Forrest enters Alford plea, gets 120-day shock prison sentence in case where animals died and belongings were taken
Gainesville resident Amanda Forrest, 40, is ordered to report to the Ozark County Sheriff’s Department Dec. 13 to be transported to the Missouri Department of Corrections, where she is to complete a 120-day shock prison sentence. Forrest will also have a five-year back-up sentence available for the court to impose or execute if she does not successfully complete probation without violations. She is also ordered to spend 10 days in the county jail and pay $2,000 in restitution.
On Nov. 7, Forrest pleaded guilty by Alford plea to financial exploitation of an elderly or disabled person before Circuit Judge Craig Carter. An Alford guilty plea, also known as a “best interest plea,” means that Forrest asserts her innocence but believes the prosecution has enough evidence that a jury would convict her of the charge. Defendants who plead guilty by Alford plea can be sentenced as if they had submitted a straight guilty plea.
Forrest also submitted a straight guilty plea to animal abuse, a class A misdemeanor.
The charges were filed in connection with allegations that Forrest made a “false promise” in December 2017 to care for the animals and property belonging to an 80-year-old man who was reportedly in an incapacitated state in a long-term care facility.
Multiple cats dead, two dogs near death from lack of food, water
The probable cause statement in the case, prepared by Ozark County Sheriff’s Deputy Cpl. Curtis Dobbs, says that on April 20, Dobbs responded to a report of people loading items into a truck at a residence on County Road 511.The person who reported the incident to deputies said a 1999 Buick Regal and a 1995 Ford Explorer were missing from the property.
Dobbs learned that the owner of the residence had been hospitalized in Mountain Home, Arkansas, from January to March and then was transferred to a long-term care facility in Willow Springs, where the social services director told Dobbs the resident had been “in an incapacitated state” since his arrival there, and a Guardian Ad Litem had been appointed for him in April.
When Dobbs arrived at the man’s residence on April 20, he saw tire tracks at the back of the house “and drag marks where someone had recently drug a heavy object and loaded it into a vehicle,” he wrote in the probable cause statement. He also saw that a window had been broken out on the side of the home.
While Dobbs was at the house, Forrest and two other people arrived. The two passengers in the truck told Dobbs that Forrest had “promised them money in exchange for helping her load and haul items to another location where a person was waiting to purchase them.” Both passengers reportedly told the officer that Forrest told them she had permission to be at the residence.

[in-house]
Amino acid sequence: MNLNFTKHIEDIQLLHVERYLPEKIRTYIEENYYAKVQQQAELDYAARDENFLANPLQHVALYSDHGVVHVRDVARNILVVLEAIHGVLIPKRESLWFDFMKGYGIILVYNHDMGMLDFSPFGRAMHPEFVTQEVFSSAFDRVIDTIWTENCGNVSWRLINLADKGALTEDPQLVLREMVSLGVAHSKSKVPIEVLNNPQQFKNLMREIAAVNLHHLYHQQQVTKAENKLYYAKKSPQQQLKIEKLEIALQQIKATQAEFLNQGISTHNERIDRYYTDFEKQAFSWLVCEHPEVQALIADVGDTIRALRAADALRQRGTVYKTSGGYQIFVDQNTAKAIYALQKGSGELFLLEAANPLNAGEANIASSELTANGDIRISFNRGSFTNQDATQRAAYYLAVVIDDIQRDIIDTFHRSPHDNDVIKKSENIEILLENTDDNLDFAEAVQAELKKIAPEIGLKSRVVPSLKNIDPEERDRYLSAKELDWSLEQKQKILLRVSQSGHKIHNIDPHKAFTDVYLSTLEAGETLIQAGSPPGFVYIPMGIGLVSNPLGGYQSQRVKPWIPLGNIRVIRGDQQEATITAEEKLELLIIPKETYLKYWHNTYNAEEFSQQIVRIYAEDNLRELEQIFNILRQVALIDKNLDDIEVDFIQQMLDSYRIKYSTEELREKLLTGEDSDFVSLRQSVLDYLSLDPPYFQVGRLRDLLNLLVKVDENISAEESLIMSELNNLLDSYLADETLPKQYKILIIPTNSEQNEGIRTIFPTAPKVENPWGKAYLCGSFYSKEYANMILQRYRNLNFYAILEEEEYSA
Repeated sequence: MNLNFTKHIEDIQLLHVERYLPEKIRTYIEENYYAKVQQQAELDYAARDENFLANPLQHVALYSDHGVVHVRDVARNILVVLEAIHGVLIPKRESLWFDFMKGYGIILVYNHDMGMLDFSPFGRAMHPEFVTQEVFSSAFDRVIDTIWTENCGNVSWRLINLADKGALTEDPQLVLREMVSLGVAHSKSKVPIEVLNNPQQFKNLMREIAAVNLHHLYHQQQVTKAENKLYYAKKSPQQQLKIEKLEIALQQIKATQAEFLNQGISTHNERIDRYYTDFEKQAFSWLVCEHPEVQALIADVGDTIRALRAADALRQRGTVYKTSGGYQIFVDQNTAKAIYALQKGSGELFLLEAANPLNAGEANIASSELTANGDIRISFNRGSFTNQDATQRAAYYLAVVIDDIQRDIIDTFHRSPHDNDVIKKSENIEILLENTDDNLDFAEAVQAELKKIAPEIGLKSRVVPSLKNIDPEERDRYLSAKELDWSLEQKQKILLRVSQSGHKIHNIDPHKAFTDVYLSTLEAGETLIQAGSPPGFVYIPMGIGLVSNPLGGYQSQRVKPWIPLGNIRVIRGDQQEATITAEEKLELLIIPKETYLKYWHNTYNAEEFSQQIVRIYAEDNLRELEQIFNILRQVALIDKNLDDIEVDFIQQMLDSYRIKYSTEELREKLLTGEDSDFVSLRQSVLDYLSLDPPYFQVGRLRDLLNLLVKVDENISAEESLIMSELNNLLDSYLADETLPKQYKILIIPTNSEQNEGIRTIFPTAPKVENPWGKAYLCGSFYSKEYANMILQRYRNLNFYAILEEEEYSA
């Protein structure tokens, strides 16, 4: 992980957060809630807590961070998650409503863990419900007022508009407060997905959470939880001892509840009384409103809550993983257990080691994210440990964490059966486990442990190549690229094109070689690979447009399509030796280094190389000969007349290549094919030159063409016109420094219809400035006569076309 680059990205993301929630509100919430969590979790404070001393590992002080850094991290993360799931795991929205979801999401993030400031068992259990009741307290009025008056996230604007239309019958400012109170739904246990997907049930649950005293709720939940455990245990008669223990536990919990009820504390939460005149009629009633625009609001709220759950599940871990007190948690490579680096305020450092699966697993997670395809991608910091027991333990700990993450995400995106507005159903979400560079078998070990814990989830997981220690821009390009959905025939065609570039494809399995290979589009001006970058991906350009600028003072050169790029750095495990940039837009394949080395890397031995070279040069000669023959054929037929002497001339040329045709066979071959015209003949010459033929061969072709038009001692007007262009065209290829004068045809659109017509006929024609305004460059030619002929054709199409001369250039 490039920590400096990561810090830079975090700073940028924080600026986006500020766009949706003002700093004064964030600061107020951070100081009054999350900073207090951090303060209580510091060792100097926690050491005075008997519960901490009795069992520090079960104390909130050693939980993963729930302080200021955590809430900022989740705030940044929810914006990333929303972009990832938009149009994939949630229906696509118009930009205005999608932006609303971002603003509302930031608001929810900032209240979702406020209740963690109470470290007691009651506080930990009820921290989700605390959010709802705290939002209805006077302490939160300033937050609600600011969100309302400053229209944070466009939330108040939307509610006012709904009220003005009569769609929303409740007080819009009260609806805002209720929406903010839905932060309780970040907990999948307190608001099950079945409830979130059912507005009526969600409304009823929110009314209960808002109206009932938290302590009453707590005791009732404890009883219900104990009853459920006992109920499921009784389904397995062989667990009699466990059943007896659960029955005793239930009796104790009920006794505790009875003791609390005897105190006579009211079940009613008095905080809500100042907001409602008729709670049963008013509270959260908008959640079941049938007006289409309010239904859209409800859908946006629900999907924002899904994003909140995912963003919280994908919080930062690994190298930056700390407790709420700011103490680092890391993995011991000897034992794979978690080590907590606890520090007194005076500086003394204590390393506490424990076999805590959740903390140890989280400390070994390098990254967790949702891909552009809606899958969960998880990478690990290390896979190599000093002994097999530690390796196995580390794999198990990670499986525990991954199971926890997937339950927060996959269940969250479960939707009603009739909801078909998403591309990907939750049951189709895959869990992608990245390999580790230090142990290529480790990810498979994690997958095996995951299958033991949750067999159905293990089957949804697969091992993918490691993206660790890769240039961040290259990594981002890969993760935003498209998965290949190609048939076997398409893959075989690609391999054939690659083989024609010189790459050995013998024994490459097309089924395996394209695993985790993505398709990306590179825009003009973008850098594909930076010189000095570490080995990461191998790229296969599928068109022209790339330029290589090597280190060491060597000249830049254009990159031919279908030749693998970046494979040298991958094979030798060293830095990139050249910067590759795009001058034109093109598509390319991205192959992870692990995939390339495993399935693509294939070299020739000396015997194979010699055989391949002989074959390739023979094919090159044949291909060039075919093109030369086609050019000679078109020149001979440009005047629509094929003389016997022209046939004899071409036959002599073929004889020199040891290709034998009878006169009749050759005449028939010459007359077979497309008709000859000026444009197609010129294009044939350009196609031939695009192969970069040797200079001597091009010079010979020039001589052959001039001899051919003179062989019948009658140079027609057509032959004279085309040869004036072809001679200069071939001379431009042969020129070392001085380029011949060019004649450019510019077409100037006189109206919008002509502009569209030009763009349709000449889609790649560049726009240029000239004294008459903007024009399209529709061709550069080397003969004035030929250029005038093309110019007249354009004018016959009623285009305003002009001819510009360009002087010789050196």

Forrest admitted to Dobbs that she had taken items from the home but said she had the owner’s permission in order to pay for feeding the cats and dogs, according to the statement.
On March 24, an individual had discovered several animals in the residence that were dead or near-death; the person reported the situation to the sheriff’s office, the statement says. An Ozark County Sheriff’s Deputy responded and found between six and nine dead cats inside the home and two dogs that were near death.
The individual who reported the animals and other witnesses told Dobbs that Forrest “may have had permission ... to feed the animals but not to sell any of the items” belonging to the property owner.
Dobbs wrote in the report that he found no evidence indicating any money received from the sale of the items ever benefitted the owner or was used to feed his animals.
“The animals left in her care were abandoned and locked in the home where most died from lack of food and water,” he wrote.
Unpaid bills, missing vehicles
When asked about the two missing vehicles, Forrest told Dobbs she had wrecked the Explorer and sold it to someone in Arkansas for $200.
Dobbs showed Forrest photos of the household items and appliances reported as missing, “which appeared to be on her Facebook page. ... Ms. Forrest was attempting to sell these and other items for cash on Facebook sites such as Mountain Home Online Yard Sale,” Dobbs wrote.
Forrest said she sold the items in order to pay the elderly resident’s bill at Gainesville Veterinary Clinic. Dobbs contacted the clinic staff, who reportedly told him the resident did have an outstanding balance but that a payment had not been received since the charges were accrued in December.
On April 23, Dobbs contacted a person in Mountain Home who had posted a Facebook advertisement offering cash for old cars. The man told Dobbs that Forrest had contacted him, and he drove to the victim’s Ozark County residence and purchased the two vehicles from Forrest, paying $200 for each vehicle. The actual value of the vehicles was in excess of $1,000 each, Dobbs wrote. The man said he had already crushed the Buick, but he still had the Explorer.
In the charging document, allegations include “promising performance that the defendant did not intend to perform or knew would not be performed and thereby knowingly obtained control of two motor vehicles, household appliances and furniture ... with the intent to permanently deprive Confidential Victim of the use of the property.”